In the United States semi engineered residential buildings

In the United States, semi-engineered residential buildings are also very prevalent, and these building types are also often most vulnerable to high velocity winds. This is evidenced in the aftermath of the numerous storms that have ravaged the southern coast of the United States over the years. Hurricane Katrina for instance, one of the strongest and most extensive storms to make landfall on the coast of the United States, caused the destruction of thousands of homes in Mississippi and Louisiana. While engineered buildings fared reasonably well in the hurricane, semi-engineered buildings, including those constructed of light weight systems and non-reinforced masonry walls, sustained extensive damage [3].
Hurricane Andrew, a Category 4 hurricane, reportedly caused extensive damage to Dade County in Southern Florida of the United States. This event caused 15 deaths, tens of billions of dollars in damage and left a quarter of a million people temporarily homeless [4]. Contrary to this, many communities, which are primarily comprised of semi-engineered buildings, are known to have survived the effects of significant storms, including many observed by the primary author after major storms such as Hurricane Keith (2000) and Hurricane Iris (2001). In fact, many of the observed failures were limited to or were initiated in the roof systems of these buildings [5–7]. In these cases, the typical failure modes observed included the breakdown of connections and the loss of decking much more often than actual failure of the structural components themselves.

Construction methods and details
A limited range of semi-engineered building forms and types were observed in Belize. These structures are primarily located in urban settings and closely resemble engineered buildings in physical form. For the most part, the primary difference between engineered and semi-engineered residential buildings in this CGP 41251 area appears to be in construction detailing. While concrete slabs are used in some instances, primarily in the northern districts, most roof systems are made of timber trusses of sawn lumber bolted together at their joints and strapped to concrete roof beams or walls with bolts and mild steel hurricane straps. Timber purlins and battens are typically fastened to rafters with simple common nails, and span between trusses. In limited instances, however, metal connector clips are used. Roof decks are primarily of cold rolled steel sheets, which are either nailed or screwed to timber purlins. Figure 3 illustrates the details of a typical semi-engineered building roof system as observed in Belize.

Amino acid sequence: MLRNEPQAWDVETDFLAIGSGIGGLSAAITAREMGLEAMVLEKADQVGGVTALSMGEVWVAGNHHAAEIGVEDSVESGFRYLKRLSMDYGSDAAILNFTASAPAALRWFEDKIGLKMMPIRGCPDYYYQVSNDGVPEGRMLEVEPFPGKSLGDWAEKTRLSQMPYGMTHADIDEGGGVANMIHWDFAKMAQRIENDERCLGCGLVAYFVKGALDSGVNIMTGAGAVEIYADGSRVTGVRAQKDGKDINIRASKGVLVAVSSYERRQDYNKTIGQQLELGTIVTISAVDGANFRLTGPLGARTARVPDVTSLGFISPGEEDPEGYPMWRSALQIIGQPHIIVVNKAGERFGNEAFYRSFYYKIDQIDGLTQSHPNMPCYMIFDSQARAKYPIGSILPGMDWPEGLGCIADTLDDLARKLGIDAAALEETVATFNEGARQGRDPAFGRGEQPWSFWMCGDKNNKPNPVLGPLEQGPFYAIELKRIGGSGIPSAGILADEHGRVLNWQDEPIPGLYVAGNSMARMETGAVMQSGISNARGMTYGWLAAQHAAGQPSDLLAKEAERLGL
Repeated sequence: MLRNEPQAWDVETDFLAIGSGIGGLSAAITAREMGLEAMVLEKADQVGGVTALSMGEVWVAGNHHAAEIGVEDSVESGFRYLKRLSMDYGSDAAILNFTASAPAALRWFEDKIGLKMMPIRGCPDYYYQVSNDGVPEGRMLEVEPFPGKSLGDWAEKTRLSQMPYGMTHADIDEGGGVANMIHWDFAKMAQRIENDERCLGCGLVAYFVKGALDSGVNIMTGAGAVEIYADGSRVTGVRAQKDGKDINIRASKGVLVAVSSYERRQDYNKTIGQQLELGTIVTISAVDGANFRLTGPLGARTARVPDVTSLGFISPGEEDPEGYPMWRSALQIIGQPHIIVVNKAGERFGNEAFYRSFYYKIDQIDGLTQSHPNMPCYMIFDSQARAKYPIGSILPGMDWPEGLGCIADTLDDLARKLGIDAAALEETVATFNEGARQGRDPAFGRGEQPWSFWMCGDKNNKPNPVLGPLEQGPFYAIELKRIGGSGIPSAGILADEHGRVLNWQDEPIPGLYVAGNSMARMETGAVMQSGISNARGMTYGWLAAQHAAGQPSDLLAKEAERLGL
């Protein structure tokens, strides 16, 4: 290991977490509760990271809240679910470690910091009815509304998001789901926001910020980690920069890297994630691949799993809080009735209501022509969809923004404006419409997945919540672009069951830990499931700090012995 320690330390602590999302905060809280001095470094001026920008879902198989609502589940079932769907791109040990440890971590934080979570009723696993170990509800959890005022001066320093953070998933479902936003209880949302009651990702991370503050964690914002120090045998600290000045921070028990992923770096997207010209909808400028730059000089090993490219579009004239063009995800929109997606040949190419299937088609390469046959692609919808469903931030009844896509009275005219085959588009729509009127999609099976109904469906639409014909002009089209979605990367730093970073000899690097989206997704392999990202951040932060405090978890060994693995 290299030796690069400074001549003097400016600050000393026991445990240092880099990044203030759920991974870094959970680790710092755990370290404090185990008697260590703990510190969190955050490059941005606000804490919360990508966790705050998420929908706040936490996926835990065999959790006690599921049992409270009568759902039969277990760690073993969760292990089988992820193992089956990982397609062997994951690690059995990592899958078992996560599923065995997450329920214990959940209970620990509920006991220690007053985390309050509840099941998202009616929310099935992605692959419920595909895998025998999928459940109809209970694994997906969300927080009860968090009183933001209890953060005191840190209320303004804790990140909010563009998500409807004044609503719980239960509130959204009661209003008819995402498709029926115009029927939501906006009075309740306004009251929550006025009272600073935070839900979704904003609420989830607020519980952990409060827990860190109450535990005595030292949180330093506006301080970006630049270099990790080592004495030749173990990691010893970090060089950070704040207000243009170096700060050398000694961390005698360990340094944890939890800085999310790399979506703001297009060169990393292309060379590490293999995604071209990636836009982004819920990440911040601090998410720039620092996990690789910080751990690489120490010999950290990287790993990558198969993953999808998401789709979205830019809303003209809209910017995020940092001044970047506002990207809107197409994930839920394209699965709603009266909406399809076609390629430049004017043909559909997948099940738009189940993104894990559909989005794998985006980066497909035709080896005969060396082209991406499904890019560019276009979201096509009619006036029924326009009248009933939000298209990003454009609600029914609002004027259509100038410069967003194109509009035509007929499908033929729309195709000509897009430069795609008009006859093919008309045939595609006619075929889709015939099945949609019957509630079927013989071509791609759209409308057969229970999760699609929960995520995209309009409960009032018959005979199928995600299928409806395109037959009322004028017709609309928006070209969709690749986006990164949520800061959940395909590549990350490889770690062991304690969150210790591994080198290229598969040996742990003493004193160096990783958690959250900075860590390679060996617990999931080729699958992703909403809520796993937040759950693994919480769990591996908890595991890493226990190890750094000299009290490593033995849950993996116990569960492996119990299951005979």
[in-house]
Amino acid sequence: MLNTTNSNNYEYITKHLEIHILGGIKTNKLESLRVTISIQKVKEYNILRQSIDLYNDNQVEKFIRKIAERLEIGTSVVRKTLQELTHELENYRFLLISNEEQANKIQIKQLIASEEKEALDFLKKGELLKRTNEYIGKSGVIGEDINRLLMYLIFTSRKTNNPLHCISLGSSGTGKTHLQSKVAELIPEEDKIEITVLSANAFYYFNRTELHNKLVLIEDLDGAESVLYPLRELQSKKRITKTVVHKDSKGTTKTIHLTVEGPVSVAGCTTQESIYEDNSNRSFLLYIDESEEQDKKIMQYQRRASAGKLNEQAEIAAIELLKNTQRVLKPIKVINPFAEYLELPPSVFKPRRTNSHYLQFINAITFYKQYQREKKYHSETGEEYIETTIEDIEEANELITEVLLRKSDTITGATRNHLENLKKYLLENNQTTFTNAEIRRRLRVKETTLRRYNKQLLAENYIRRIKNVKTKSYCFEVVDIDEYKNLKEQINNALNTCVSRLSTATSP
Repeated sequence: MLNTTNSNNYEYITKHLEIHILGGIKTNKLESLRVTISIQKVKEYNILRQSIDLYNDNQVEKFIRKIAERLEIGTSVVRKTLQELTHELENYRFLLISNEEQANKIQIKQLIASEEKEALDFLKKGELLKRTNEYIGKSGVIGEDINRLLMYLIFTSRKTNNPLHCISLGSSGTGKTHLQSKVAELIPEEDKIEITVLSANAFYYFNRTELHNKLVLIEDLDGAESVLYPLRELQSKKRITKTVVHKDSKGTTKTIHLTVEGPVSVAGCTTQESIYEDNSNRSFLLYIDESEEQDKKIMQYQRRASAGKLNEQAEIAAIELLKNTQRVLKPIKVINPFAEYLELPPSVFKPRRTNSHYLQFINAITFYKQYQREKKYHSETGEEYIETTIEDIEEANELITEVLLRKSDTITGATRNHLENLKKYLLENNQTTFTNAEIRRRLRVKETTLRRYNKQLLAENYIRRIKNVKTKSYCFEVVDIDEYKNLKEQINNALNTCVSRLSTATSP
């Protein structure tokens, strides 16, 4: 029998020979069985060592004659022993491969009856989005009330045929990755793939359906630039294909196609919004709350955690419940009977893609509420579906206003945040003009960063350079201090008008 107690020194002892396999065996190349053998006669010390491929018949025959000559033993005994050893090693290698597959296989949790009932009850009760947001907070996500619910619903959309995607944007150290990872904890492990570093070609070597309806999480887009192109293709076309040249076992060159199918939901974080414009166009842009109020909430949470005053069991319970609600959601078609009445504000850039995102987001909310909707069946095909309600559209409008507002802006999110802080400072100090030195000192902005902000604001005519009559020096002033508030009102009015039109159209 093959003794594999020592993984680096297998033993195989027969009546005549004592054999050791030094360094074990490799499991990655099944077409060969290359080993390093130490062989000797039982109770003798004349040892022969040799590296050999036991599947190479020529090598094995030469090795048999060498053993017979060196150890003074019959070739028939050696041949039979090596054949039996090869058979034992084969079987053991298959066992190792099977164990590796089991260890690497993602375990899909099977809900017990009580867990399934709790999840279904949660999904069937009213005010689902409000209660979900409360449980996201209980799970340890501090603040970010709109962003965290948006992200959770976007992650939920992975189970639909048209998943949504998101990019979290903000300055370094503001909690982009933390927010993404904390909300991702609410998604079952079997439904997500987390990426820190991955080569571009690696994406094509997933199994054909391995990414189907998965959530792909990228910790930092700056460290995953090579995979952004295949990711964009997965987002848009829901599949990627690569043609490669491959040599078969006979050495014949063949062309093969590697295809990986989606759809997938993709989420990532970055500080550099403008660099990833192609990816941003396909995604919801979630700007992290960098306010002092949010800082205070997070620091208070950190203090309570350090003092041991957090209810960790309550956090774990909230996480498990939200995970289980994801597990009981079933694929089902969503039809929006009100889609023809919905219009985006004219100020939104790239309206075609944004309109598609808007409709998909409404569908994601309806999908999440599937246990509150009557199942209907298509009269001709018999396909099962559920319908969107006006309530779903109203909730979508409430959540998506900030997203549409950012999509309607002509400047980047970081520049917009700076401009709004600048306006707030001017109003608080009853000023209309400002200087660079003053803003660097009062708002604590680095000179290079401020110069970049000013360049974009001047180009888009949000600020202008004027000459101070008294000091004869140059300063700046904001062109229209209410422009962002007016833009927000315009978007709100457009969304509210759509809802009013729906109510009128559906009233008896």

The ranges of roof types, materials, and forms observed in Alibag and surrounding areas are also remarkably similar. Within the town of Alibag itself, there is a large number of non-engineered buildings, however, the specific area inspected, which sits directly on the coast, includes a remarkably high ratio of SEBS to NEBS. Also remarkable is the fact genetic maps the range of roof framing and roof cladding types are very limited, with un-trussed timber frames making up the majority of roof systems observed and Mangalore tiles making up the majority of roof decks utilized. Figure 4 illustrates typical roof construction details, as observed in Alibag, which are no different from observations made in other communities, such as Palghar in India.
Four types of roof deck were observed to constitute the majority of semi-engineered buildings in the areas surveyed in Belize and India. Figures 5–9 illustrate the various deck and fastener types utilized.
In Belize, details, such as material type, deck thickness and overlap of individual roof deck units, are usually similar to that of engineered-buildings. However, in semi-engineered buildings, there is often insufficient attention paid to more subtle details, such as faster embedment lengths and the spacing of fasteners in general roof areas and zones that typically attract higher wind velocities. The effects of some of these deficiencies are highlighted when estimated pressure levels are compared to the capacities of the various components.